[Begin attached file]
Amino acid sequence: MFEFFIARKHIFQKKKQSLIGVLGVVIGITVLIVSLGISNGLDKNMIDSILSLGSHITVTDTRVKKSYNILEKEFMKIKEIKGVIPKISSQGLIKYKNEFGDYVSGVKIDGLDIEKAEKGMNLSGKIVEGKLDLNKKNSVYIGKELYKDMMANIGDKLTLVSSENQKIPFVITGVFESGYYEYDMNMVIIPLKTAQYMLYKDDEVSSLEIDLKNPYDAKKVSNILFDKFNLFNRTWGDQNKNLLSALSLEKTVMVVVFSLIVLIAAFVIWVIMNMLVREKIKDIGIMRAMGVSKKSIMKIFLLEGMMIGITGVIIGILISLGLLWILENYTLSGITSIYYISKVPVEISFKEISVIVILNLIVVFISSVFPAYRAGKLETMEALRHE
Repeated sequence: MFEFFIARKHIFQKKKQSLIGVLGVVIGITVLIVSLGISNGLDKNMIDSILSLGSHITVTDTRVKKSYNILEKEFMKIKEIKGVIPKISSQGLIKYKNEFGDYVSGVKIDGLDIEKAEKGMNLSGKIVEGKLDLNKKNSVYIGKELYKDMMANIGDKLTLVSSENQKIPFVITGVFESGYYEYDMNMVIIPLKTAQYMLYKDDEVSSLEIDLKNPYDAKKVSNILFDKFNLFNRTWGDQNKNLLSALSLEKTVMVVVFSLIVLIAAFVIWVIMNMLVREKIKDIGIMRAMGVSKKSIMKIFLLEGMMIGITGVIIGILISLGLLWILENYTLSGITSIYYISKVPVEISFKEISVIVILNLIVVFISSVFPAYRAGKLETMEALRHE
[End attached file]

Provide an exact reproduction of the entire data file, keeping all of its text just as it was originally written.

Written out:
Amino acid sequence: MFEFFIARKHIFQKKKQSLIGVLGVVIGITVLIVSLGISNGLDKNMIDSILSLGSHITVTDTRVKKSYNILEKEFMKIKEIKGVIPKISSQGLIKYKNEFGDYVSGVKIDGLDIEKAEKGMNLSGKIVEGKLDLNKKNSVYIGKELYKDMMANIGDKLTLVSSENQKIPFVITGVFESGYYEYDMNMVIIPLKTAQYMLYKDDEVSSLEIDLKNPYDAKKVSNILFDKFNLFNRTWGDQNKNLLSALSLEKTVMVVVFSLIVLIAAFVIWVIMNMLVREKIKDIGIMRAMGVSKKSIMKIFLLEGMMIGITGVIIGILISLGLLWILENYTLSGITSIYYISKVPVEISFKEISVIVILNLIVVFISSVFPAYRAGKLETMEALRHE
Repeated sequence: MFEFFIARKHIFQKKKQSLIGVLGVVIGITVLIVSLGISNGLDKNMIDSILSLGSHITVTDTRVKKSYNILEKEFMKIKEIKGVIPKISSQGLIKYKNEFGDYVSGVKIDGLDIEKAEKGMNLSGKIVEGKLDLNKKNSVYIGKELYKDMMANIGDKLTLVSSENQKIPFVITGVFESGYYEYDMNMVIIPLKTAQYMLYKDDEVSSLEIDLKNPYDAKKVSNILFDKFNLFNRTWGDQNKNLLSALSLEKTVMVVVFSLIVLIAAFVIWVIMNMLVREKIKDIGIMRAMGVSKKSIMKIFLLEGMMIGITGVIIGILISLGLLWILENYTLSGITSIYYISKVPVEISFKEISVIVILNLIVVFISSVFPAYRAGKLETMEALRHE